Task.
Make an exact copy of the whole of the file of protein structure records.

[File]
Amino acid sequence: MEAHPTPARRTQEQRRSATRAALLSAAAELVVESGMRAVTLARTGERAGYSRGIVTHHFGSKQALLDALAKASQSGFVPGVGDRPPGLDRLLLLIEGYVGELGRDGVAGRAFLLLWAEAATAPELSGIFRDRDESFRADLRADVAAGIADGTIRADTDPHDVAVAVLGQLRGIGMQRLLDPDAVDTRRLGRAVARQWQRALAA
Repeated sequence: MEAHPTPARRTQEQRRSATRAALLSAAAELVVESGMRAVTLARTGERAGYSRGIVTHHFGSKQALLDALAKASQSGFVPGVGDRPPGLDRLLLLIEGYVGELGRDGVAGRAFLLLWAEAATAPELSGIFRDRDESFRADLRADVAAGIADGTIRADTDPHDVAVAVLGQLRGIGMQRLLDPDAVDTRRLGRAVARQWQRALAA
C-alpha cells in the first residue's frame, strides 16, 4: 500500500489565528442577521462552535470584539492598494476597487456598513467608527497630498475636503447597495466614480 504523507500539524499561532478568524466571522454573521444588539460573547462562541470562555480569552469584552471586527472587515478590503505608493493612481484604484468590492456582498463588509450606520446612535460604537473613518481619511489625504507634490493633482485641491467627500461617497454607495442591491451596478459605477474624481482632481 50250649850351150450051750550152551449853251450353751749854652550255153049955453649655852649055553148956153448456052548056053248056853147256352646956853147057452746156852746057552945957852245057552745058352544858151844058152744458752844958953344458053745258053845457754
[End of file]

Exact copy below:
Amino acid sequence: MEAHPTPARRTQEQRRSATRAALLSAAAELVVESGMRAVTLARTGERAGYSRGIVTHHFGSKQALLDALAKASQSGFVPGVGDRPPGLDRLLLLIEGYVGELGRDGVAGRAFLLLWAEAATAPELSGIFRDRDESFRADLRADVAAGIADGTIRADTDPHDVAVAVLGQLRGIGMQRLLDPDAVDTRRLGRAVARQWQRALAA
Repeated sequence: MEAHPTPARRTQEQRRSATRAALLSAAAELVVESGMRAVTLARTGERAGYSRGIVTHHFGSKQALLDALAKASQSGFVPGVGDRPPGLDRLLLLIEGYVGELGRDGVAGRAFLLLWAEAATAPELSGIFRDRDESFRADLRADVAAGIADGTIRADTDPHDVAVAVLGQLRGIGMQRLLDPDAVDTRRLGRAVARQWQRALAA
C-alpha cells in the first residue's frame, strides 16, 4: 500500500489565528442577521462552535470584539492598494476597487456598513467608527497630498475636503447597495466614480 504523507500539524499561532478568524466571522454573521444588539460573547462562541470562555480569552469584552471586527472587515478590503505608493493612481484604484468590492456582498463588509450606520446612535460604537473613518481619511489625504507634490493633482485641491467627500461617497454607495442591491451596478459605477474624481482632481 50250649850351150450051750550152551449853251450353751749854652550255153049955453649655852649055553148956153448456052548056053248056853147256352646956853147057452746156852746057552945957852245057552745058352544858151844058152744458752844958953344458053745258053845457754